The revised edition generally offers slightly larger monochrome reproductions than the first edition, are more cover shots are included than before. Quite a bit of new material is included in the text too. In Chapter Four, 'Mythologists of the Hardboiled', O'Brien deals with the fiction of Hammett, Cain, Chandler, McCoy, Fearing, Latimer, Goodis, Hughs and Woolrich. Here, however, O'Brien doesn't discuss the cover art so much as the structure, style and content of the novels and stories of these proponents of hardboiled writing. Almost half the space in this chapter is given over to Hammett and Goodis, with some eight-and-a-half and six-and-a-half pages respectively. While the Hammett piece is only slightly revised, the section on Goodis is considerably expanded to discuss all the novels, and includes a page of Lion and Gold Medal cover shots.



Chapter Five, 'The Detective and his Discontents' deals with the paperback portrayal of sexuality, concentrating particularly on the treatment of female characters in Hammett and Spillane, and eroticised violence in both paperback fiction and cover-art. O'Brien makes interesting observations of something of a crossover between novel and film: paperback covers of the 1940s seemed to be miniatures drawing on the movies, while fifties film looks like a series of cover-shots: 'flat, bright, violent surfaces devoid of character but brimming with emotion' (p. 125). This discussion would be much improved, however, by the inclusion of some representative film stills. O'Brien closes the chapter considering the decline of the detective genre and the emergence of the novel of drug-fearing paranoia, evinced in Day Keene's If the Coffin Fits and M E Chaber's The Splintered Man and their cover art.

Chapter Six, 'Afternoons of the Fifties', has undergone extensive revision. The space given to Jim Thompson is more than doubled and now runs to some six-and-a-half pages as O'Brien considers Thompson's hard-to-categorise style (there are references to Thompson throughout the book). Charles Williams picks up a couple of extra pages too. The treatment of the juvenile delinquency (JD) sub-genre is considerably expanded from four pages to ten, including a full-page cover shot of the 1957 Bantam edition of Hal Ellson's Tomboy. James Bama's cover painting of a loin-thrusting nymphette is described by O'Brien as:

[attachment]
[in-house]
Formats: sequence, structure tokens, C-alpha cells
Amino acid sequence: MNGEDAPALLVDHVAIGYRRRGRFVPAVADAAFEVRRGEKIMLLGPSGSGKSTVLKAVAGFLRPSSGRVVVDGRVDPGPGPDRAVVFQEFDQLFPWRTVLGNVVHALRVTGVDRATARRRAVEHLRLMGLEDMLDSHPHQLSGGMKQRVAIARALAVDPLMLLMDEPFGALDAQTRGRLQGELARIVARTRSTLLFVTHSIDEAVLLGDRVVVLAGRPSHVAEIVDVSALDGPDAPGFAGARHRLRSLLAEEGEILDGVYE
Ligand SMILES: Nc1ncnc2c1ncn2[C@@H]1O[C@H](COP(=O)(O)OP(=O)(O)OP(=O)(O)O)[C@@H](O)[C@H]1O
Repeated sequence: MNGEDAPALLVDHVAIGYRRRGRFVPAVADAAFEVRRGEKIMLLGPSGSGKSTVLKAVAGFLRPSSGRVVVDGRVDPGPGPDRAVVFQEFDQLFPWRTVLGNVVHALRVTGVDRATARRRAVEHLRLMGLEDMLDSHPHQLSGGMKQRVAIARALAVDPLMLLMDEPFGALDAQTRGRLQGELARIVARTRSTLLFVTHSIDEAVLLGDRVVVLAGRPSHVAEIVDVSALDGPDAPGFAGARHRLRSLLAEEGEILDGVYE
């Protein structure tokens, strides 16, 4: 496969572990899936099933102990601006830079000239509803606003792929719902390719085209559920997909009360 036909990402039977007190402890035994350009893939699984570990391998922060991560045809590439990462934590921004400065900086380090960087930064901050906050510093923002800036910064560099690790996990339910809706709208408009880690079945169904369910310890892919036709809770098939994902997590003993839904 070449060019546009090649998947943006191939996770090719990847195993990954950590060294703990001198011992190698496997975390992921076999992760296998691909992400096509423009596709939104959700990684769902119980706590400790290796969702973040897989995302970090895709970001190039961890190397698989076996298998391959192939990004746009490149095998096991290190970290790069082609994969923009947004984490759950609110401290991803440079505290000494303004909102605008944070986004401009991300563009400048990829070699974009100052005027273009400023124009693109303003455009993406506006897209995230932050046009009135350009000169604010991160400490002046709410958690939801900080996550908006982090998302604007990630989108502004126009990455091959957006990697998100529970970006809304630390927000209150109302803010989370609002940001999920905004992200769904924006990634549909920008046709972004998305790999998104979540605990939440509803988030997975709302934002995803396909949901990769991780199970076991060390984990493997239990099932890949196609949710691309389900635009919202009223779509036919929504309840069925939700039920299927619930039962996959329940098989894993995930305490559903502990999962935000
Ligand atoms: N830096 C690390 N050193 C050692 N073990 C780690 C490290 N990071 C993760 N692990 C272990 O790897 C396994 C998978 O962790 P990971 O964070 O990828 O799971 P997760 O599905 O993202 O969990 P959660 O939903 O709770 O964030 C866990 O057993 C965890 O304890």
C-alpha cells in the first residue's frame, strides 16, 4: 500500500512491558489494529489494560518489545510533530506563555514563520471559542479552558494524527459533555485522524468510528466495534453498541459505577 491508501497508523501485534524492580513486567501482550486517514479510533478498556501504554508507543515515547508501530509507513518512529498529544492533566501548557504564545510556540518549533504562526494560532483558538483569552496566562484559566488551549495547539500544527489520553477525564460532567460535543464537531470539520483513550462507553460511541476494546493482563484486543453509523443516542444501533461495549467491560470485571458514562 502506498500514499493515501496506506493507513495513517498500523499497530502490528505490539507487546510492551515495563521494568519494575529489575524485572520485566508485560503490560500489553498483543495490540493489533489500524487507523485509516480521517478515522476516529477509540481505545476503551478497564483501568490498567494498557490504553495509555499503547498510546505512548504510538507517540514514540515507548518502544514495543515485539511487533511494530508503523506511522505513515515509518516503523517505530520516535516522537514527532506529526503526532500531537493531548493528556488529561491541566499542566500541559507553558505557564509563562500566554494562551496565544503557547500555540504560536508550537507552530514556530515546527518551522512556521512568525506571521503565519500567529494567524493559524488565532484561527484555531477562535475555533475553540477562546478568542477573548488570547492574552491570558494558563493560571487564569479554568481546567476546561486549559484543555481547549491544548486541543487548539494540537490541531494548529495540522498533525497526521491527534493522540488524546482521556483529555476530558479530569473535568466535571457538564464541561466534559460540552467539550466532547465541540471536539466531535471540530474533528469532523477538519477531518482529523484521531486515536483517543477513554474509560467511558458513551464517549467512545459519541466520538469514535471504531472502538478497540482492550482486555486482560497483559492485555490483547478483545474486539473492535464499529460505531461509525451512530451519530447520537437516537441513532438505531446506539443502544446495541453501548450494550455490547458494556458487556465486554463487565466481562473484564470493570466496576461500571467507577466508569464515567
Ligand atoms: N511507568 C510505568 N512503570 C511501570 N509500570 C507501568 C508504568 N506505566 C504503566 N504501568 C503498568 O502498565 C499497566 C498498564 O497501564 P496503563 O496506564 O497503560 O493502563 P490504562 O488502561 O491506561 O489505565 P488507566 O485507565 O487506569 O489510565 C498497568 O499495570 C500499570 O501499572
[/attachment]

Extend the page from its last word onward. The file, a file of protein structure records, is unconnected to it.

an outrageous manifestation of kinky energy, whose blonde pony-tail, leather jacket and tight blue jeans raised her to the top ranks of erotic iconography, an image that will be remembered long after the text is forgotten. (p. 164)

In the preface to this new edition, O'Brien remarks that he has taken the opportunity to include some new material, and to revise and correct some sections without 'radically revis[ing] the tone or the premises of Hardboiled America as originally published' (p. 5). This revised edition closes with a newly-written epilogue which considers some of the book's themes in the light of 1996.

The epilogue, entitled 'The Long Morning After' takes the form of some four-and-a-half pages of rather imaginative prose which is meant to alert the reader to O'Brien's disenchantment with the postmodern tendency to raid the cultural ephemera of the past in an insatiable demand for iconographic kitsch. The glorious years of the popular American paperback, with vibrant, sexy artwork evolved out of the pulp covers of the previous era. Popular culture of the present is simply drawing on an aspect of the past that O'Brien, one feels, would rather keep sacrosanct. If there is a democratic aspect to the present digital age, it is the tendency to equalise high culture and popular culture, which are consumed with equal voracity in the playful and ironic reuse of the past. O'Brien should celebrate the tendency to re-visit and re-interpret the detritus of post-war disposable culture: after all, his book, not least its cover, is a part of that process too.

What O'Brien's book does well, it does very well: it deals seriously and knowledgable with a fascinating subject. For anybody with an interest in cover art, the evolution of paperback publishing and the key popular wruters of the post-war era, this is an indispensible reference item and, despite some niggles with the organisation of the illustrations and the tardy use of colour, is an essential addition to the bookshelves of any bibliophile. While a serious study of the art-work of post-war American paperbacks really calls for better indexing, more full-page cover-shots and colour reproduction throughout, such a book would be prohibitively expensive; as it is, Da Capo have done a very good job in re-issuing a marvellous book at a reasonable price.

E J M Duggan